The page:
So yeah, and so whether they ever tell you or not, and maybe years before. Maybe they were in your third grade class when you were teaching volunteering in a children’s ministry, or maybe they were in middle school, I don’t know. But it could be years before you hear from them, but you never know how it sticks with them. So it’s just an experience. I hope our listeners get to have that at some point in time it’s such a gift to me. I’ve had other encounters like that, but this was the most recent one that really kind of hit me this summer. But today we’re going to lean into. This is our first episode of the season, and this season we’re going to focus on something that I think lots of churches deal with, that we hear all the time, and that is primarily about volunteers. Kirsten, I know about you, but I feel like I hear that that’s a need all the time.
Kirsten Knox: 5:32
Yes, it never ends. Yes, and I would say particularly I think always, but particularly just after pandemic life, that just seems to be even more of a struggle and a challenge. So, yes, most of the time in a lot of conversations we’re having conversations about volunteers, recruiting volunteers, training volunteers, all things related volunteers.
Brian Lawson: 5:53
Yeah, it’s a constant need. Even when I think about where I serve and the church I serve, I mean, that’s always something that we’re struggling with and seeking to further develop. And you know you feel like a college football coach who’s got to recruit the next batch to come in, I know.
Kirsten Knox: 6:10
And. I always wanted to do it and be done because I’m like it’s not always my favorite. So like if I focus on it, do it and be done, but the truth is you’re never done Like you’re always doing it.
Brian Lawson: 6:22
Yes, yeah, I’m sure we’ve got some some stories about volunteers. There’s one volunteer that just sticks out to mind when I think about him. He was a volunteer for me years ago. I spent 15 years ago by this point. It was a while ago and one of the things I’ll never forget about him was this was Facebook was kind of the main social media. Instagram hadn’t come out yet and he would post pictures on Facebook. And then he, after he posted his picture on Facebook, he always liked his picture and I thought why do you like your own picture? What are you doing there? And his statement was how do you know? I really posted it if I don’t like it?
Kirsten Knox: 7:01
Brian Lawson: 7:02
So, just so, I actually checked on the other day just to see if he still does that. And he still does that to this day. He posts his picture and he likes it. So that’s just what you know. I just will never forget that about him. He was, you know, he was a great volunteer and I enjoyed him. But I just won’t ever forget that, and so that was hysterical to me. So then he always thought, like the ministry had to like its own picture, because if it didn’t, the ministry didn’t really post it.
Kirsten Knox: 7:26
You know it’s like the second verification right now that we do a lot when you’re like trying to get into things. That’s the here’s how you really know.Brian Lawson: 7:34
Yes, so it’s just hysterical. So I just don’t remember that about him.
Kirsten Knox: 7:38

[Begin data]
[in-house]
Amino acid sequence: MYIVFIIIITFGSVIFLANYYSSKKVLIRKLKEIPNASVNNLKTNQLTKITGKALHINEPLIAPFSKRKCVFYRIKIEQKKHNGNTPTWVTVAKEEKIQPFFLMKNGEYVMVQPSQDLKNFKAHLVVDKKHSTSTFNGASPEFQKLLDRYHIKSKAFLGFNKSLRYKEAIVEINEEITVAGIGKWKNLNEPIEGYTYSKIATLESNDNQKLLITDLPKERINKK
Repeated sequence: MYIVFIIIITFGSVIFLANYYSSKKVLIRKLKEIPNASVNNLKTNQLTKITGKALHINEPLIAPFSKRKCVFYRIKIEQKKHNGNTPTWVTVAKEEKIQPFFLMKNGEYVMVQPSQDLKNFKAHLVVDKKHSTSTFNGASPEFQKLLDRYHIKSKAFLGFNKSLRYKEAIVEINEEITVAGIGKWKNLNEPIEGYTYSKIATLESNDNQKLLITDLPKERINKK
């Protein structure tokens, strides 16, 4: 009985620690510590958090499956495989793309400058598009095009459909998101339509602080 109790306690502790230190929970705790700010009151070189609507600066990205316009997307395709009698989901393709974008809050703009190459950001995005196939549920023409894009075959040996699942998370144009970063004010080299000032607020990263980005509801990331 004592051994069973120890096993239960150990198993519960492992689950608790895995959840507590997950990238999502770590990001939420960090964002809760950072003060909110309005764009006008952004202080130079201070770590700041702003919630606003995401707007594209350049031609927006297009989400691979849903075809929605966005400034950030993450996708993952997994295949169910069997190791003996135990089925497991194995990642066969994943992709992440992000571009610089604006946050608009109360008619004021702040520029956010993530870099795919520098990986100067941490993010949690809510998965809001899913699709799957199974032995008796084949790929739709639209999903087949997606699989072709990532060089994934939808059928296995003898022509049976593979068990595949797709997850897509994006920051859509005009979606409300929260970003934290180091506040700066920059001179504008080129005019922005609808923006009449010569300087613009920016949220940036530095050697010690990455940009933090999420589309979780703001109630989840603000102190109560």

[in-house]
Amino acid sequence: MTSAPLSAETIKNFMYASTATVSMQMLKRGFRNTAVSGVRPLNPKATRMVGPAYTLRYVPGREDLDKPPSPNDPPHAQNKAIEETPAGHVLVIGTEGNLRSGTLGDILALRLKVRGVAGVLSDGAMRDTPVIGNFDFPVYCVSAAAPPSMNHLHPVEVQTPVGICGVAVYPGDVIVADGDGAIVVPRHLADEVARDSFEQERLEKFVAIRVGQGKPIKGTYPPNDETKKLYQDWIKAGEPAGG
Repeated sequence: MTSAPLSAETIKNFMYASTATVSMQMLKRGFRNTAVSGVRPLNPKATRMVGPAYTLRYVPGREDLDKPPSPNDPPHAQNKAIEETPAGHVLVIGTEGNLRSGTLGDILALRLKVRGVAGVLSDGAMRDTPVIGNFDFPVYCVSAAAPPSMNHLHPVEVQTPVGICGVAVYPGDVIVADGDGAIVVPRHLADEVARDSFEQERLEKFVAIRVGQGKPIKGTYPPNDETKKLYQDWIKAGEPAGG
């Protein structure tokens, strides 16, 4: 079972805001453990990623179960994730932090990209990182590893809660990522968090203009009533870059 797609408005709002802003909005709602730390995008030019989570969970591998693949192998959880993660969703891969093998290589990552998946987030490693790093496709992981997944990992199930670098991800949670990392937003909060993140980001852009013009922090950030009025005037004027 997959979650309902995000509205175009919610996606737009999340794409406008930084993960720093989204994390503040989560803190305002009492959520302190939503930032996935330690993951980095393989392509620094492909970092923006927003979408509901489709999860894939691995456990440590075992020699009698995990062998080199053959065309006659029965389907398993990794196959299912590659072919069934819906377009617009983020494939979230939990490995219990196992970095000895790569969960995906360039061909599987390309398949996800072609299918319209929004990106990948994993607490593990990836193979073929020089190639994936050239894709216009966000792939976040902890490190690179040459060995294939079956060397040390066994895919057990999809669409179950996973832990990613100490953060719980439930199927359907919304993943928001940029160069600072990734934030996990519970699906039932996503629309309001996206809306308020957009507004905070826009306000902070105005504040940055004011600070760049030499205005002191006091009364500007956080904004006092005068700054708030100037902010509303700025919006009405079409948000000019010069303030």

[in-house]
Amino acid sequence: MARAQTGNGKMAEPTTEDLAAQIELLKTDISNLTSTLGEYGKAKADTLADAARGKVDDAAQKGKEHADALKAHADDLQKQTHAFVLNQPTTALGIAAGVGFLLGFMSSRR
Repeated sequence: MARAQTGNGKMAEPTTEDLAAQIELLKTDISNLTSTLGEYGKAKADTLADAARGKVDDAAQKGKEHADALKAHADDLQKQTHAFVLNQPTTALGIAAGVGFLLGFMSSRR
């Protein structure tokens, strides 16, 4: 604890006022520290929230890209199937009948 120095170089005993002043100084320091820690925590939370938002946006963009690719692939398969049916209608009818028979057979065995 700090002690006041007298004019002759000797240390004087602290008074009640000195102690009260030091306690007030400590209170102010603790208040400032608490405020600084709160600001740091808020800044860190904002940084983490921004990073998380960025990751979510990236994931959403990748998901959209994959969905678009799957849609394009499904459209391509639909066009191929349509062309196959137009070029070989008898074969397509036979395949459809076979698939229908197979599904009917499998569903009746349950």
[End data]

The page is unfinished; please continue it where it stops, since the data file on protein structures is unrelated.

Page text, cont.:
I remember the first church that I served in we had a volunteer we did. Our church was located near the high school, just a couple blocks, so we did at six am every Friday we had high school breakfast, that we cook at the youth building and then the high schoolers would go and then we do middle school.
Brian Lawson: 7:55
So this is hot breakfast. You cook breakfast every Friday.
Kirsten Knox: 7:59
middle school or yeah, high school is at six, Middle school was at eight. Wow and then the middle school was farther away. So when we had buses so we would bus them to and take them to school for the middle school. But the high schoolers they were nearby and they would drive in carpool. But we had this one volunteer that he had for many years. He cooked pancakes. That was one of the things that was his favorite. But every Friday and like when I started, I think he had been doing it Probably already six or seven years and he came every Friday. He had keys to the building, he started the breakfast, he got the breakfast going and then when we showed up, but he, he would do it all and he had another, he had another adult that he would recruit different adults in different years, but he was the main staple. But I’m like every Friday six am, he had to get there earlier because we, we all got there at six am but he bought. He’s like this is my happy place, that’s what he used to tell me. This is my happy place.
Brian Lawson: 8:56
Isn’t that amazing? When you meet a volunteer like that, that’s like how do you get one of those Right? Like that’s incredible.
Kirsten Knox: 9:03
I’m like I’m glad it’s your happy place, because six am on Friday is not my happy place. Well, I mean, that reminds me of a church that when I was part time.
Brian Lawson: 9:08
I was in seminary as part time of this church and there was a volunteer who had been there for years and I haven’t been at that church for years and he is still there, Like he has outlived probably six youth directors, maybe more, in his time as a volunteer. And so what? What a gift to the students there and the families and a level of consistency by having him there all that time. And I think it speaks to when we can help volunteers.
Kirsten Knox: 9:39
Line up with their passion and do something that is life giving to them, you really have an opportunity for longevity. And how cool is that?
Brian Lawson: 9:52
Imagine landing your dream ministry role or engaging with a community of other youth and children’s ministers, as you learn practical tools and enriching insights together. Whether you are looking for your next ministry job or you are looking for ways to grow your skills as a leader, we have opportunities for you. Head over to YM Institute dot com to learn more. And now back to the episode. So, kirsten, do you you by chance, have any volunteer stories? Do you by chance have any volunteer stories that inform how you think about volunteers or has shaped how you go about recruiting or training, or just volunteers in general?